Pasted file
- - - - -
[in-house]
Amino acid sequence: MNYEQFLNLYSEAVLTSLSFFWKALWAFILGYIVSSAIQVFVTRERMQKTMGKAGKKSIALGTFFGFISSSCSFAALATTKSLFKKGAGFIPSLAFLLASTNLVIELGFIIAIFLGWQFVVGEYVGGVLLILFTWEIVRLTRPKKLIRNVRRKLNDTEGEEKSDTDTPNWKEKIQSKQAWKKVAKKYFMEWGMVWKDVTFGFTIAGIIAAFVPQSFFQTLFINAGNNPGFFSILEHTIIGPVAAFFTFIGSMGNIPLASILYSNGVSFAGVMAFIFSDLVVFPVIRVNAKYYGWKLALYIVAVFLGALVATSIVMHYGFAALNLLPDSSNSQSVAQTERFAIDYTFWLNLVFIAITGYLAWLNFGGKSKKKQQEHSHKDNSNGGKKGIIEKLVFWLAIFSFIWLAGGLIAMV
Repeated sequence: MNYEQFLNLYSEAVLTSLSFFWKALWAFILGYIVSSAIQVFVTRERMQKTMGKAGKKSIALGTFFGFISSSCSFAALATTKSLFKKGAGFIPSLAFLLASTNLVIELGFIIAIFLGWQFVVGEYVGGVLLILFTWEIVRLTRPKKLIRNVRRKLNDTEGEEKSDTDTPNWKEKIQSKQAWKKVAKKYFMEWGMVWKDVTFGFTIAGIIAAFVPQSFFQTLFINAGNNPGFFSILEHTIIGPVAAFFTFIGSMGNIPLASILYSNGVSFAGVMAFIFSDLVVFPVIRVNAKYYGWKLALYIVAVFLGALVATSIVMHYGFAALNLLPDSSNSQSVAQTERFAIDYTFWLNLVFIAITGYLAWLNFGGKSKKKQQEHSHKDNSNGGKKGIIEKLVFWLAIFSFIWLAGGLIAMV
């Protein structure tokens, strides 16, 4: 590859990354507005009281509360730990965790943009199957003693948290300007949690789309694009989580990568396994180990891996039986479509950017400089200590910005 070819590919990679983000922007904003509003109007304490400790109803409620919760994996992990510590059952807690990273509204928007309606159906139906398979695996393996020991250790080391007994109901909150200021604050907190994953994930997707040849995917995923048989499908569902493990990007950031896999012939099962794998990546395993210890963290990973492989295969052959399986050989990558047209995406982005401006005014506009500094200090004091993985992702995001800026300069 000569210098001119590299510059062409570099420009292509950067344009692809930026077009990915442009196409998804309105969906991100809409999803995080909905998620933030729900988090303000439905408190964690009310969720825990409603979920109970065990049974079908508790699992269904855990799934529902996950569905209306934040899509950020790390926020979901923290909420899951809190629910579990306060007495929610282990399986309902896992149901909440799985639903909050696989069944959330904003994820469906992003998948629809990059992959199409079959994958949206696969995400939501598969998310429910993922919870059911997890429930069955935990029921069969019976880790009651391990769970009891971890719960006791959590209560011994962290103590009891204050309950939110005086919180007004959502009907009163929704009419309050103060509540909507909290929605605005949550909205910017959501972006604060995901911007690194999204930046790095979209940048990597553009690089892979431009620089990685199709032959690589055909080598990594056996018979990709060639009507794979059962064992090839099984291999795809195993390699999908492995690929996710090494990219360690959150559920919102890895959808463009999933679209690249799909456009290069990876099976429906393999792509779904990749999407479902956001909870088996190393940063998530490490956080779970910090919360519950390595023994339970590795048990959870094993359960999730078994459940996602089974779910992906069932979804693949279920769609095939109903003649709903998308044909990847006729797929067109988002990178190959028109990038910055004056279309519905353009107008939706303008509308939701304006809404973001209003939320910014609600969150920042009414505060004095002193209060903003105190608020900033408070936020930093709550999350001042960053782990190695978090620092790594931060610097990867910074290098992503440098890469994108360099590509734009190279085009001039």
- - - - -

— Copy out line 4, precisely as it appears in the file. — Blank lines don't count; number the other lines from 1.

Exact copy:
């Protein structure tokens, strides 16, 4: 590859990354507005009281509360730990965790943009199957003693948290300007949690789309694009989580990568396994180990891996039986479509950017400089200590910005 070819590919990679983000922007904003509003109007304490400790109803409620919760994996992990510590059952807690990273509204928007309606159906139906398979695996393996020991250790080391007994109901909150200021604050907190994953994930997707040849995917995923048989499908569902493990990007950031896999012939099962794998990546395993210890963290990973492989295969052959399986050989990558047209995406982005401006005014506009500094200090004091993985992702995001800026300069 000569210098001119590299510059062409570099420009292509950067344009692809930026077009990915442009196409998804309105969906991100809409999803995080909905998620933030729900988090303000439905408190964690009310969720825990409603979920109970065990049974079908508790699992269904855990799934529902996950569905209306934040899509950020790390926020979901923290909420899951809190629910579990306060007495929610282990399986309902896992149901909440799985639903909050696989069944959330904003994820469906992003998948629809990059992959199409079959994958949206696969995400939501598969998310429910993922919870059911997890429930069955935990029921069969019976880790009651391990769970009891971890719960006791959590209560011994962290103590009891204050309950939110005086919180007004959502009907009163929704009419309050103060509540909507909290929605605005949550909205910017959501972006604060995901911007690194999204930046790095979209940048990597553009690089892979431009620089990685199709032959690589055909080598990594056996018979990709060639009507794979059962064992090839099984291999795809195993390699999908492995690929996710090494990219360690959150559920919102890895959808463009999933679209690249799909456009290069990876099976429906393999792509779904990749999407479902956001909870088996190393940063998530490490956080779970910090919360519950390595023994339970590795048990959870094993359960999730078994459940996602089974779910992906069932979804693949279920769609095939109903003649709903998308044909990847006729797929067109988002990178190959028109990038910055004056279309519905353009107008939706303008509308939701304006809404973001209003939320910014609600969150920042009414505060004095002193209060903003105190608020900033408070936020930093709550999350001042960053782990190695978090620092790594931060610097990867910074290098992503440098890469994108360099590509734009190279085009001039």